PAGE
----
AMP Landing Pages: What Are They Good For? 

There’s no arguing the fact that fast loading pages can lead to higher conversions and low bounce rates, and AMP offers a near foolproof platform for increasing the speed of your mobile pages. 

It offers definitive guidelines on what can be added and the best practices to adopt for your landing page could increase your traffic.

This is also the reason why AMP landing pages usually have an average load time of about a second. 

And honestly, every website owner and the online advertiser would appreciate a 0.01% in page load time.

So far, more than 4 billion AMP pages have been published.

It’s just amazing how much effect that would have your organic traffic, leads generation, sales, and revenue. 80% of online publishers are seeing a better ad performance on AMP pages with greater engagements and higher CTR.

What AMP means for SEO

Although AMP landing pages do not equate higher search rankings, it’s been stated by Google that, page speed will become a deciding factor in its mobile search ranking algorithm. 

Google has always opted for content that enhances quality user experience (speed inclusive). 

However, speed did not have a major influence on the ranking algorithm previously as it does now — so you’d certainly want to focus on improving your site’s speed. 

AMP Landing Pages and PPC 

For a while now, your users landing page experience has been a major factor as they determine where you rank with your PPC ads, of which page speed plays a vital role in the experience. 

One of the five tips from Google Ads users page experience is the reduction of the loading time of your landing page, for which it’s suggested that you consider converting your landing page to an (AMP) Accelerated Mobile Page.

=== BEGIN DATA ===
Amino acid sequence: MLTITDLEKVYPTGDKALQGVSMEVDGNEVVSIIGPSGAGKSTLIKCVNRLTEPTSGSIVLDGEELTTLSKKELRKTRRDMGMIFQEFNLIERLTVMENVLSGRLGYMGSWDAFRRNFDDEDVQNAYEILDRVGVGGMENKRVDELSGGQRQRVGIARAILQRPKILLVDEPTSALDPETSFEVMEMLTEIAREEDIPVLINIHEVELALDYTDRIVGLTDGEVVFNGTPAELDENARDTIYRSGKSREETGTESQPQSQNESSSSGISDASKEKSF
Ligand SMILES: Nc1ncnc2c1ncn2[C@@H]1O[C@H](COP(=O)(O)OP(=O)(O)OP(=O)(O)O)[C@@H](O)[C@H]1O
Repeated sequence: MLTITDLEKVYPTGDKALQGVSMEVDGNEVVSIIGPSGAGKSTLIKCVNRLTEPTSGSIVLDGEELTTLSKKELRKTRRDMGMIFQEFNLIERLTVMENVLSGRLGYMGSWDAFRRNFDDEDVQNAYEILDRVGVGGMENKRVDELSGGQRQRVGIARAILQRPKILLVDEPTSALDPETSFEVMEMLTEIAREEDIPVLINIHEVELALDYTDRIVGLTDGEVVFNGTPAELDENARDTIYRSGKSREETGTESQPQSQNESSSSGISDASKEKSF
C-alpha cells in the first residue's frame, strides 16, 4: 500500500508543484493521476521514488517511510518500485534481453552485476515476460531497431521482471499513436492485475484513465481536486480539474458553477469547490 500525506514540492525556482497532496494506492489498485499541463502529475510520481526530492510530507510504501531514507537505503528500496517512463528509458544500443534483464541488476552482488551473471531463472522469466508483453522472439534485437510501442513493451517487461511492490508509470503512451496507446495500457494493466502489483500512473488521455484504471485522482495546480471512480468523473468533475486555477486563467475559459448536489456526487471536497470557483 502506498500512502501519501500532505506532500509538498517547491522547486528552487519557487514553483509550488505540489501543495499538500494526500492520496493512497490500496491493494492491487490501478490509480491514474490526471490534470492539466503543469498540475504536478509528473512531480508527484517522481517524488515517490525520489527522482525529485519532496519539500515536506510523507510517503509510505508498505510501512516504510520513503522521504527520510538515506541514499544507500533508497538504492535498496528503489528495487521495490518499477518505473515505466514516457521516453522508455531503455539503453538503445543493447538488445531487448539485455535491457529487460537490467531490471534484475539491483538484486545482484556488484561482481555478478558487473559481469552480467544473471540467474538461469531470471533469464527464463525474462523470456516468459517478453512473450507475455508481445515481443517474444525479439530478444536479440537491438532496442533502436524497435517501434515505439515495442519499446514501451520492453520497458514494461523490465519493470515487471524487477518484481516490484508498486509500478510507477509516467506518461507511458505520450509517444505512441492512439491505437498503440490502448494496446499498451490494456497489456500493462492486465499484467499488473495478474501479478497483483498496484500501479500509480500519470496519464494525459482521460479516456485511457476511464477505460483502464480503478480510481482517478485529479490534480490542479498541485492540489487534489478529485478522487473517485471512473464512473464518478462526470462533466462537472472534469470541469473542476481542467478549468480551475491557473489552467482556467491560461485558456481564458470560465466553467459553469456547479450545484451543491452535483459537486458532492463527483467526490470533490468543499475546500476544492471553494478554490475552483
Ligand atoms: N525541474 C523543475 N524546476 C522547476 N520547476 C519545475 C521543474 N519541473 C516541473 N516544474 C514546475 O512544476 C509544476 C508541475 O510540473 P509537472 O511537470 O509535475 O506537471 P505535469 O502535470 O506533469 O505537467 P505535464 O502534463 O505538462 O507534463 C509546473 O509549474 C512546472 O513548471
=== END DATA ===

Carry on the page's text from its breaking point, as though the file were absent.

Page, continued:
Ex-Googler and AdWords expert Frederick Vallaeys even went further to call AMP landing pages AdWords best-kept secret as a result of its drastic ability to raise conversion rates. 

It has led to a 5X higher mobile conversion rates on Tokopedia.

It’s ultimately all about your landing page speed. 

The major reason why you would use an AMP is to increase your page speed. By creating of these highly-optimized pages, you can ensure smoother and faster load times.

You still have a role to play in ensuring that users read your content and engage with your brand. So make sure you create helpful content and have a lead magnet in your landing page plus a clear call-to-action to capture user’s personal details (first name and email address mostly).

That said, page speed is just one factor in creating a delightful landing page experience and certainly won’t fix poor website design or low-quality content that offers no real value to users. 

Note: What you’re after is lightning page speed. AMP isn’t just the online viable way of reaching that goal. 

The AMP projects website itself stated that it places the user’s experience over the experience of the developer. 

Put simply, it’s not a quick fix. 

So before you leap right into the arms of AMP, consider if you can achieve page load reduction in simpler ways such as removal of certain images, compressing image sizes and scripts, and uninstalling plugins you’re not using.

The Limitations 

The wonders of AMP on any landing page (or any page for that matter), in terms of boosting its load time can be phenomenal.

But there are downsides too. 

As a matter of fact, the major reason the framework of AMP creates a speedy page is due to its restrictive nature. 

The improvement AMP achieves consistently is great, however, it’s a little bit shy from perfect.